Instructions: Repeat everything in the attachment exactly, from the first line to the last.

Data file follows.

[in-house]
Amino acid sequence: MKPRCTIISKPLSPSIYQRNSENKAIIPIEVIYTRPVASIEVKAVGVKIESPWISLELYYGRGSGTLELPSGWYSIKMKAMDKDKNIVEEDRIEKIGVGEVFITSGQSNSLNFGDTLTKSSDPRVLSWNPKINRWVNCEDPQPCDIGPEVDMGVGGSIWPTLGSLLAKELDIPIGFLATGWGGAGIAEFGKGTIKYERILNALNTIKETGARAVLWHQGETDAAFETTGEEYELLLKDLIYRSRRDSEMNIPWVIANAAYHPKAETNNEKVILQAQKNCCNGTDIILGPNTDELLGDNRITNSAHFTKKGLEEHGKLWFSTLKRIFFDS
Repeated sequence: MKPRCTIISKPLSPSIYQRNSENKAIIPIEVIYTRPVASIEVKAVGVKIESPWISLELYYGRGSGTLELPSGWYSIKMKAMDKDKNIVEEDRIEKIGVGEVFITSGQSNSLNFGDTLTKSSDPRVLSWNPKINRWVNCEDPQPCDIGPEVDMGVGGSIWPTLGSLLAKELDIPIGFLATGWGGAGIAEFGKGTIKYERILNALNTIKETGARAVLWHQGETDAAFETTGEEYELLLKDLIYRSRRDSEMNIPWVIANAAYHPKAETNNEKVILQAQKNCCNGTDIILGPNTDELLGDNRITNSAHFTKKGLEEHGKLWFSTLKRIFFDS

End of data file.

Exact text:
[in-house]
Amino acid sequence: MKPRCTIISKPLSPSIYQRNSENKAIIPIEVIYTRPVASIEVKAVGVKIESPWISLELYYGRGSGTLELPSGWYSIKMKAMDKDKNIVEEDRIEKIGVGEVFITSGQSNSLNFGDTLTKSSDPRVLSWNPKINRWVNCEDPQPCDIGPEVDMGVGGSIWPTLGSLLAKELDIPIGFLATGWGGAGIAEFGKGTIKYERILNALNTIKETGARAVLWHQGETDAAFETTGEEYELLLKDLIYRSRRDSEMNIPWVIANAAYHPKAETNNEKVILQAQKNCCNGTDIILGPNTDELLGDNRITNSAHFTKKGLEEHGKLWFSTLKRIFFDS
Repeated sequence: MKPRCTIISKPLSPSIYQRNSENKAIIPIEVIYTRPVASIEVKAVGVKIESPWISLELYYGRGSGTLELPSGWYSIKMKAMDKDKNIVEEDRIEKIGVGEVFITSGQSNSLNFGDTLTKSSDPRVLSWNPKINRWVNCEDPQPCDIGPEVDMGVGGSIWPTLGSLLAKELDIPIGFLATGWGGAGIAEFGKGTIKYERILNALNTIKETGARAVLWHQGETDAAFETTGEEYELLLKDLIYRSRRDSEMNIPWVIANAAYHPKAETNNEKVILQAQKNCCNGTDIILGPNTDELLGDNRITNSAHFTKKGLEEHGKLWFSTLKRIFFDS